I am overwhelmed and delighted to see the gloriously spirited and passionate response to the PayPal censorship issue. It’s good to see so many writers of all stripes blogging so eloquently about this issue.
However, there is something that is disturbing me. I’m seeing a lot of understandable but er… careless wording. This is not going to help our cause. It makes us look like we don’t know what we’re talking about. It allows assholes to paint us as hysterical, over-dramatic ‘girls’. And that makes us easier to ignore.
US Law does guarantee its citizens the right to free speech. It guarantees the right to publish that ‘speech’ in the public sphere. It doesn’t, however, guarantee anyone the right to make a living out of it. There is a distinction here – a fine one, to be sure – but it is significant.
For the non-Americans among us, freedom of expression is guaranteed under international and national human rights law and is included as part of the European Convention on Human Rights and, in Africa, under the African Charter on Human and Peoples’ Rights.
Another reason to be precise with language is that it is easy and in the interests of supporters of this type of censorship to blur the boundaries between reality and fiction. It is important to be clear that fictional, textual descriptions of criminality are NOT crimes in themselves, nor are they in any way incitement to commit crimes. Portraying a fictional werewolf having sex in beast form does no more to encourage bestiality than murder mystery novels or thrillers encourage murder or terrorism.
PayPal’s decision to refuse to process the sales of erotica ebooks containing certain types of taboo content is not illegal. It’s not a violation of your right to free speech. Corporations are not government entities (although, god knows, you’d think some of them are, these days) and, so although they cannot stop you from writing whatever you wish to write, they can indeed refuse to sell it, or be a party to the selling process, the way PayPal is.
They are most definitely unethical, since they have a TOS that they apply very unequally. They are very probably terrible hypocrites, since they certainly aren’t about to stop selling non-erotica books that contain the exact same content they say the won’t process in ours. And it seems to be increasingly clear, from the time they cut off Wikileaks, to their refusal to process the sale of Cuban cigars in Germany, to this latest idiocy, that they are a company clearly driven by a political/moralistic agenda. Finally, they are probably liars. Since one of their arguments for not wanting to process these works is that the charge-back rates are too high. There is every likelihood that this is the case on pornsites and online sex services, but I would like to see the numbers on charge-backs before I accept their word. My guess is that the charge-back rate on ‘problematic’ ebooks is no higher or lower, book for book, than it is on other ebooks.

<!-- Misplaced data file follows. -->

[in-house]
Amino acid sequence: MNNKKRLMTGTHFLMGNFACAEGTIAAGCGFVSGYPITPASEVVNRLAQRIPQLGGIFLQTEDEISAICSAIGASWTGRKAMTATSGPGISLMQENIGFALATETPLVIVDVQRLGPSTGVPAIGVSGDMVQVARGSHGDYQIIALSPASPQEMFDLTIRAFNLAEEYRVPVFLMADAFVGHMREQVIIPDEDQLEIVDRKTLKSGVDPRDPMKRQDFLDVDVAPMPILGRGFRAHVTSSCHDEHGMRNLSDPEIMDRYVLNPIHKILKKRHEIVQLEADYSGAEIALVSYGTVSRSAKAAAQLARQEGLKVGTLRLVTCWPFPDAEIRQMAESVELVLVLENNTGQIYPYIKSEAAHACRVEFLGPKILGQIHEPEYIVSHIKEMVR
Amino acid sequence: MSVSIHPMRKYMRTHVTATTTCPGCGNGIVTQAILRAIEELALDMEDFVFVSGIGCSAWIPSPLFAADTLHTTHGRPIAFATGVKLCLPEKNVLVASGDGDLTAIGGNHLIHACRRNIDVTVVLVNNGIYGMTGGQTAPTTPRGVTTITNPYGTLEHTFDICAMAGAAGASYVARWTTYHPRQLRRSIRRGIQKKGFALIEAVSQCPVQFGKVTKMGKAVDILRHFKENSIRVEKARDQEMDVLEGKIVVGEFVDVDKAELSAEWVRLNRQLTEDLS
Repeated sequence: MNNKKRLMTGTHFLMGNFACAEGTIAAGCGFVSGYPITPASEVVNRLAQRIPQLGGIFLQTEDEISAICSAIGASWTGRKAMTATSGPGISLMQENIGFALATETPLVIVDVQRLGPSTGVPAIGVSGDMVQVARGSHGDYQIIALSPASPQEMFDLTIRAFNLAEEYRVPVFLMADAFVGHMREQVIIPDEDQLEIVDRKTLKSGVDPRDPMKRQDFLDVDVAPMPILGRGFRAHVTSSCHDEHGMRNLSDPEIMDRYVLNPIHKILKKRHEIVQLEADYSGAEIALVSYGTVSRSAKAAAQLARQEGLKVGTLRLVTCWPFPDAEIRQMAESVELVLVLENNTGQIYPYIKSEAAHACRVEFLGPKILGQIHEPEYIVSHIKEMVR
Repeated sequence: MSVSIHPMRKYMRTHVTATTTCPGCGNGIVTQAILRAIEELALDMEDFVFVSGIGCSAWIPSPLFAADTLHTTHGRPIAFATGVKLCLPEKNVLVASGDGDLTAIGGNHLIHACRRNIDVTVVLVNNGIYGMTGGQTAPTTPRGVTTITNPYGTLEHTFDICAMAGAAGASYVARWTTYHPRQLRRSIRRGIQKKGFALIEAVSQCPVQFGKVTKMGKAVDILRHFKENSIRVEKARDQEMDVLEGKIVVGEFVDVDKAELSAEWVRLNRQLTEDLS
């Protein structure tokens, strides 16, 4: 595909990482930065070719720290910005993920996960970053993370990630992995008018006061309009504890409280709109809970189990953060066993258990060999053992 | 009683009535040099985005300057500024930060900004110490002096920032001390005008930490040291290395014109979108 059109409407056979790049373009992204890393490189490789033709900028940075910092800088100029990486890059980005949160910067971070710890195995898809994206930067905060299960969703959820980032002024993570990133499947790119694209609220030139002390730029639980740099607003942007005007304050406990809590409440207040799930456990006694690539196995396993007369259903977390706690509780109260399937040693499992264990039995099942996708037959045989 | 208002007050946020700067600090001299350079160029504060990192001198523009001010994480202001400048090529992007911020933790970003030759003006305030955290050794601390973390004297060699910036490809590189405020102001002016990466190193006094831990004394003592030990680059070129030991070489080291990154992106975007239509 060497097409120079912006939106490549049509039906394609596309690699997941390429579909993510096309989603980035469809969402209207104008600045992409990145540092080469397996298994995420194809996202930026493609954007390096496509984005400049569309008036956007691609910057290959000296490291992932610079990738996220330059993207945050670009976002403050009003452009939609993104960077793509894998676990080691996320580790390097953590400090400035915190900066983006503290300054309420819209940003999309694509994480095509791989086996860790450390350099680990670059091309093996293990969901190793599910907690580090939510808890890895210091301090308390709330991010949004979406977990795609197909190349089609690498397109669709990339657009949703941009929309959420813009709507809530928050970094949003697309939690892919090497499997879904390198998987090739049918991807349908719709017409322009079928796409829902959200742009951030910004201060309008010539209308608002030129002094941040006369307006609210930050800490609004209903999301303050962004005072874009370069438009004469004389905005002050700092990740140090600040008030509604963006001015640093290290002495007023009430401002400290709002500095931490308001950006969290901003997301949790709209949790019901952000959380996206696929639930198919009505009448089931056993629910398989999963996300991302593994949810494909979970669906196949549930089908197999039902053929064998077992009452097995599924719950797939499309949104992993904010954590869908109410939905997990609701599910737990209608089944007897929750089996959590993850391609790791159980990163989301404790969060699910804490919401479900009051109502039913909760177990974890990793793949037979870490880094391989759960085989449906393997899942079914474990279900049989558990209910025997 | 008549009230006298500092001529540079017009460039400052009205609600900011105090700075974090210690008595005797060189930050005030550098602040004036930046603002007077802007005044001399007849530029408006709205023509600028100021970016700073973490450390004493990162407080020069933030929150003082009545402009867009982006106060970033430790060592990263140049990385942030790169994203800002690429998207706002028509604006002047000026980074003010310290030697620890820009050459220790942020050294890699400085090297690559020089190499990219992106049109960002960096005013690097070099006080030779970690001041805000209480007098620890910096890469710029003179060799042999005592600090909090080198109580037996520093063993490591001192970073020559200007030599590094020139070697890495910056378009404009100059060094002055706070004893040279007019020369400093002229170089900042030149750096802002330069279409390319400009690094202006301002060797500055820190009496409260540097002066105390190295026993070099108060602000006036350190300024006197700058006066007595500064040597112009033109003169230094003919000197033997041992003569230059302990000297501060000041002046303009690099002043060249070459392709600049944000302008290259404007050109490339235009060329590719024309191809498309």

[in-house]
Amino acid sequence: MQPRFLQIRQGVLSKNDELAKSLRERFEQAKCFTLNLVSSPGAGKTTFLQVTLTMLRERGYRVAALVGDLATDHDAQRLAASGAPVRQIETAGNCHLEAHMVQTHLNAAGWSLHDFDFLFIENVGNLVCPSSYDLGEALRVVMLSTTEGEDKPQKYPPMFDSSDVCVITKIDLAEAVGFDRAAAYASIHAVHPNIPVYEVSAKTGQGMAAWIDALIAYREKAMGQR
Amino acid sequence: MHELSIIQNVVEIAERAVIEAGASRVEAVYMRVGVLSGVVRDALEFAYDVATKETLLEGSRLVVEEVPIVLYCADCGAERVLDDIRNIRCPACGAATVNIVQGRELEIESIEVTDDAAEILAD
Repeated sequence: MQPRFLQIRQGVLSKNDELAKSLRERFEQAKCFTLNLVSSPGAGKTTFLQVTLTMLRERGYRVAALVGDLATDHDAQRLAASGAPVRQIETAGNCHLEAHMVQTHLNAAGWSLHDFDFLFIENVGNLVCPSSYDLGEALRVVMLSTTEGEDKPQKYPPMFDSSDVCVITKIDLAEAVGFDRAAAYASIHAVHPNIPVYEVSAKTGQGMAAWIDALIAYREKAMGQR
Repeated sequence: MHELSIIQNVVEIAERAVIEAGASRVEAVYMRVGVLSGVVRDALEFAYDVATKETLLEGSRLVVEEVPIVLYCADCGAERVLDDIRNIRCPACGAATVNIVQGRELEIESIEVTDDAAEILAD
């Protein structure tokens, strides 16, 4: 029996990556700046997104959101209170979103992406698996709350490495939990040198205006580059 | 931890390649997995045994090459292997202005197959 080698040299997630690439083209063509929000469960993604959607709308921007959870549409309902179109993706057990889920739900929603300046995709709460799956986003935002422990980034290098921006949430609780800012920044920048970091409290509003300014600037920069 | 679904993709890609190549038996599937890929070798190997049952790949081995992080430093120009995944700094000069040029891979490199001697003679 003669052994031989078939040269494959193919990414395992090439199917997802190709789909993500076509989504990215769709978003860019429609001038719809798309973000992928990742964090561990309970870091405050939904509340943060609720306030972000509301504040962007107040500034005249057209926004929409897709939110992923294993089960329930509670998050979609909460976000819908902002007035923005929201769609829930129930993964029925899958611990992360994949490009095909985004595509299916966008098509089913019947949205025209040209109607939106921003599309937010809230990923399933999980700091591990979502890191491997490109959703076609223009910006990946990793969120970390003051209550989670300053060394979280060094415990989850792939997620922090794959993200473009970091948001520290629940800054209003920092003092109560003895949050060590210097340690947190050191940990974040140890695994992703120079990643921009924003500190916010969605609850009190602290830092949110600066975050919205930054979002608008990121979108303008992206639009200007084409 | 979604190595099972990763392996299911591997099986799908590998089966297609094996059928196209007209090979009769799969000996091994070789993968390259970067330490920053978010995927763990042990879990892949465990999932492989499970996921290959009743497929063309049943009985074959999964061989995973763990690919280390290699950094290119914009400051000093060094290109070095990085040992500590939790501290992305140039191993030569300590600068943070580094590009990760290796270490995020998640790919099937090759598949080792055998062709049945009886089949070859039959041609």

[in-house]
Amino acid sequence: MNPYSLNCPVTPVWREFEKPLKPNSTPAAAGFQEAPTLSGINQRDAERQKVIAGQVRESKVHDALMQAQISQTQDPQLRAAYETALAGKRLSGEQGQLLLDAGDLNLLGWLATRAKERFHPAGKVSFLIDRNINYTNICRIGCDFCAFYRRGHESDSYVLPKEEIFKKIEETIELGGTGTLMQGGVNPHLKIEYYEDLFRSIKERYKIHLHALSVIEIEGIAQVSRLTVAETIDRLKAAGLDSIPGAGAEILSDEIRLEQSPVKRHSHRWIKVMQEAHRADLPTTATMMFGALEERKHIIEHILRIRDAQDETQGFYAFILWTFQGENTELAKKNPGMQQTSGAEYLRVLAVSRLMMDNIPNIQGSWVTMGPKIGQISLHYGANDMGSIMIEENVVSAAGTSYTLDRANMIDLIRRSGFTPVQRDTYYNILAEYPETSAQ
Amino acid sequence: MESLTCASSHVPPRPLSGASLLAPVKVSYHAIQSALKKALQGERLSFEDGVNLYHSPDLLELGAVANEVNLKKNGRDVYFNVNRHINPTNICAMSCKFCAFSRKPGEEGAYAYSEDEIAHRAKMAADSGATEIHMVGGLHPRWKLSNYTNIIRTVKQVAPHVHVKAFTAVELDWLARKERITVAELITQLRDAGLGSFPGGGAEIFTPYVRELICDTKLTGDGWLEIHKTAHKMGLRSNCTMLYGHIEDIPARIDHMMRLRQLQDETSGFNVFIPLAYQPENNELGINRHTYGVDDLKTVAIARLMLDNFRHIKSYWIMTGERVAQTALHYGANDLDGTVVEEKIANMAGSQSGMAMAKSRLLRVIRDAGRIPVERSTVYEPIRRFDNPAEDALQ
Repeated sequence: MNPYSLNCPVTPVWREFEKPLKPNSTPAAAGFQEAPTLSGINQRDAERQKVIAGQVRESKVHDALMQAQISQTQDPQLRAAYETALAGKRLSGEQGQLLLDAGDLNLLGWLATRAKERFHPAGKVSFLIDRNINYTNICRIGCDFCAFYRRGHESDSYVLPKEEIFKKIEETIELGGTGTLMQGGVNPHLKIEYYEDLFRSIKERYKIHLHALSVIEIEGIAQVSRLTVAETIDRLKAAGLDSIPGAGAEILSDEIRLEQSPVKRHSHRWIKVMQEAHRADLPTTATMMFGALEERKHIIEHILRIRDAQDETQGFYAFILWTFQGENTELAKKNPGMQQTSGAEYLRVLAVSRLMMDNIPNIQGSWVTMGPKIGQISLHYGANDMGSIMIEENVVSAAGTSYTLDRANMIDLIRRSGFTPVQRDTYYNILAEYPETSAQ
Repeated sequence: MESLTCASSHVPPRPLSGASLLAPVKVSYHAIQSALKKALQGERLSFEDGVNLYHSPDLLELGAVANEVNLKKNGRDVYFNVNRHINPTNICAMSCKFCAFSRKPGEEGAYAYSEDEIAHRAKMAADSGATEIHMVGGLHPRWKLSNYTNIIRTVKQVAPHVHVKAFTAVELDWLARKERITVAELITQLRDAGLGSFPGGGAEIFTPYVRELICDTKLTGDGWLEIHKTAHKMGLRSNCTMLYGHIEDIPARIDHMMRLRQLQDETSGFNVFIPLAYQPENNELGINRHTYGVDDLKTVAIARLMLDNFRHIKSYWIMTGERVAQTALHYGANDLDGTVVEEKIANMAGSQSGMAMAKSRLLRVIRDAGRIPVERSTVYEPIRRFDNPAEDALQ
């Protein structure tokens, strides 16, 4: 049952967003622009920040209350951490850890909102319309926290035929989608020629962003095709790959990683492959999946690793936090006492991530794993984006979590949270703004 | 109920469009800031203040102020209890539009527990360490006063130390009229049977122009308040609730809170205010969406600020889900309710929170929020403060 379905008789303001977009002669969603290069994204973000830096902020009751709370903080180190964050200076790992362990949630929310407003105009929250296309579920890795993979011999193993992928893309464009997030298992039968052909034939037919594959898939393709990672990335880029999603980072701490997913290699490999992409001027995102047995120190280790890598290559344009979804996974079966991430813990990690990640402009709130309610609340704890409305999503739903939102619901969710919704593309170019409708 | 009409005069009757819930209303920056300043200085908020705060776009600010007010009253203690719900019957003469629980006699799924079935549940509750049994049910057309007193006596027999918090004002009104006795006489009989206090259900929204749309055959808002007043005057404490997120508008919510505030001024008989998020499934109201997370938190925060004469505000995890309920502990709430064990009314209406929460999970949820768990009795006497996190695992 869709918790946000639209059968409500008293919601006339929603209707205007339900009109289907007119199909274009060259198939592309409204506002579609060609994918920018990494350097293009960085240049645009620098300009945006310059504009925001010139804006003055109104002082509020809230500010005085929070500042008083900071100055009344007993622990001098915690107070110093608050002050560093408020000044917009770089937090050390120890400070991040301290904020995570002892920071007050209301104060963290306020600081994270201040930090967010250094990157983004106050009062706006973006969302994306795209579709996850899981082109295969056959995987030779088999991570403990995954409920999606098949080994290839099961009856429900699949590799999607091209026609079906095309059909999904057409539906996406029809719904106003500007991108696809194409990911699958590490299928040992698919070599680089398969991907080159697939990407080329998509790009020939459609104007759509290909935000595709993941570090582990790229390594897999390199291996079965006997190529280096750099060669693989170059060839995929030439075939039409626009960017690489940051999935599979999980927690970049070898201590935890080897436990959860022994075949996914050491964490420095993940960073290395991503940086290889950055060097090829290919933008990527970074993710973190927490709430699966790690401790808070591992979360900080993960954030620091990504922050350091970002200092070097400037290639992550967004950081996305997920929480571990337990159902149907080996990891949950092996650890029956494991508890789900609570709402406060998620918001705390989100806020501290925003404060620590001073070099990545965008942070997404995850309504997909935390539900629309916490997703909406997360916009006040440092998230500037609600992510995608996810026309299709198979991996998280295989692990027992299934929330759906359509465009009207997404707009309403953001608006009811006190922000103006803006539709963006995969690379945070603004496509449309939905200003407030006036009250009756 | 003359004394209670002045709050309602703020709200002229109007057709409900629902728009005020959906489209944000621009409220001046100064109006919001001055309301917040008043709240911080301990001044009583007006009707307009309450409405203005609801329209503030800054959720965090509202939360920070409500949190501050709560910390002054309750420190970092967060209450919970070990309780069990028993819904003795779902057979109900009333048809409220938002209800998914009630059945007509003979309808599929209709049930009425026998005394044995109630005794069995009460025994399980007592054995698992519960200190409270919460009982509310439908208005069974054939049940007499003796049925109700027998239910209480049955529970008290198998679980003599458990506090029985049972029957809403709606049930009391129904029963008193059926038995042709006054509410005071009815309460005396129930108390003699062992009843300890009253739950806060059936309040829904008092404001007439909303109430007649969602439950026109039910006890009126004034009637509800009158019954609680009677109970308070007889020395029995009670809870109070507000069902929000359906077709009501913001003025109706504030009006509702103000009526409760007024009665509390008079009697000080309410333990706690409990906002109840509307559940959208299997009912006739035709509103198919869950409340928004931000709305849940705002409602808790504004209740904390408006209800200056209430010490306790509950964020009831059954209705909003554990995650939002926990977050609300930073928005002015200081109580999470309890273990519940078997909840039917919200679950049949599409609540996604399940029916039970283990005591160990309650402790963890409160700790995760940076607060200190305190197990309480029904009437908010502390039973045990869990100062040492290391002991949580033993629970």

The second thing I’d like you to consider is that although this state of affairs affects writers economically, there are relatively few of us. Who it hurts most, by far, are readers who should have a reasonable expectation of having the freedom to choose what they want to read and how, within the bounds of law, to spend their money.
It is very easy to make this about us – the writers. But please be rational about this. It is not easy to find people, especially influential people, who are going to be willing to stand up and defend a group of writers who dabble in fictional descriptions of incest, bestiality and rape. They should, yes. But they won’t.
But the chances are much better that someone will defend the right of grown adults to purchase and read whatever they want and to not have a payment processing company dictate their reading habits to them or, in the case of the credit card companies, price gouge them for reading something transgressive.
Again, please… this is not a criticism of your wonderful, feisty and vibrant posts and comments. This is a plea for us to present ourselves as educated, fair-minded individuals who have a firm grasp on the issues and magnificent pens with which to state our case.
Meanwhile, a few of us feel this thing is better fought as a group than individually, and I have established the blog www.BANNEDWRITERS.com for this purpose. Please feel free to visit and join. I set it up as a clearing house for ideas, strategies and remedies to our dilemma.
I love you all,
Alessia Brio added this in the comments, but I felt it was important to get it onto this page:
What I believe is getting lost in this discussion is that, while PayPal is indeed behaving inconsistently and hypocritically, this censure is not originating with PayPal. PayPal is reacting to pressures from “above” — as are other payment processors. PayPal is simply the largest and most visible of these.
As those of us who have, over the past week, scrambled to find alternatives have quickly learned, other payment processors (such as Verotel, AlertPay, and CCBill — all widely used by the adult industry) are being pressured in the same fashion.
To me, this speaks to a much larger (and potentially actionable, in the legal sense) issue. PayPal is not a bank. It is not regulated like a bank. MasterCard and Visa, however, are subject to banking regulations. If this censure has its origins with the credit card companies themselves, then there’s eventually going to be one hella class action lawsuit (and I’m going to be right there when it happens, cheering).
And, it also raises a host of questions. MasterCard & Visa are public companies. Their largest shareholders are a bunch of big banks. No corporation (I’d like to believe) is going to implement a policy that chokes revenue. They’re all about the bottom line. So, somehow they’ve managed to convince themselves that the bottom line will not suffer as a result of this action. How?
Deep thoughts for a Leap Hump Day.